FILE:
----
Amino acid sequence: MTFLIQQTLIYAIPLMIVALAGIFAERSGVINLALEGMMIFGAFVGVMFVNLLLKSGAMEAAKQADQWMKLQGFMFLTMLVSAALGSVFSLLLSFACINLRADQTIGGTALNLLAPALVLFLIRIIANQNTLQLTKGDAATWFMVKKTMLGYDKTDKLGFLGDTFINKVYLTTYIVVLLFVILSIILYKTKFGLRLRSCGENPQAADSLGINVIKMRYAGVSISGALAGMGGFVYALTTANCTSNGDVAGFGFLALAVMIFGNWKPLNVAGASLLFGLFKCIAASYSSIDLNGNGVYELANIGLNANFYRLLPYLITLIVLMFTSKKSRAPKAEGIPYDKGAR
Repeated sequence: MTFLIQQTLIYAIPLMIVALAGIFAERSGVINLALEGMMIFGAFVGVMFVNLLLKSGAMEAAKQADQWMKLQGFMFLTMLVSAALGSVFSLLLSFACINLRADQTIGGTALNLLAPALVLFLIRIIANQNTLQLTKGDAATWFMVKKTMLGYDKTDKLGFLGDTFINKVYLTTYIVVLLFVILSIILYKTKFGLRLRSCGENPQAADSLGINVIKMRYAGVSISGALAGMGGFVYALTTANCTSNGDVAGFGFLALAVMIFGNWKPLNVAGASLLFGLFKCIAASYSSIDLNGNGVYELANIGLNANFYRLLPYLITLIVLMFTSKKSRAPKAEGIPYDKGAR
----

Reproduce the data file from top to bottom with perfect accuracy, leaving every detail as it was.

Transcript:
Amino acid sequence: MTFLIQQTLIYAIPLMIVALAGIFAERSGVINLALEGMMIFGAFVGVMFVNLLLKSGAMEAAKQADQWMKLQGFMFLTMLVSAALGSVFSLLLSFACINLRADQTIGGTALNLLAPALVLFLIRIIANQNTLQLTKGDAATWFMVKKTMLGYDKTDKLGFLGDTFINKVYLTTYIVVLLFVILSIILYKTKFGLRLRSCGENPQAADSLGINVIKMRYAGVSISGALAGMGGFVYALTTANCTSNGDVAGFGFLALAVMIFGNWKPLNVAGASLLFGLFKCIAASYSSIDLNGNGVYELANIGLNANFYRLLPYLITLIVLMFTSKKSRAPKAEGIPYDKGAR
Repeated sequence: MTFLIQQTLIYAIPLMIVALAGIFAERSGVINLALEGMMIFGAFVGVMFVNLLLKSGAMEAAKQADQWMKLQGFMFLTMLVSAALGSVFSLLLSFACINLRADQTIGGTALNLLAPALVLFLIRIIANQNTLQLTKGDAATWFMVKKTMLGYDKTDKLGFLGDTFINKVYLTTYIVVLLFVILSIILYKTKFGLRLRSCGENPQAADSLGINVIKMRYAGVSISGALAGMGGFVYALTTANCTSNGDVAGFGFLALAVMIFGNWKPLNVAGASLLFGLFKCIAASYSSIDLNGNGVYELANIGLNANFYRLLPYLITLIVLMFTSKKSRAPKAEGIPYDKGAR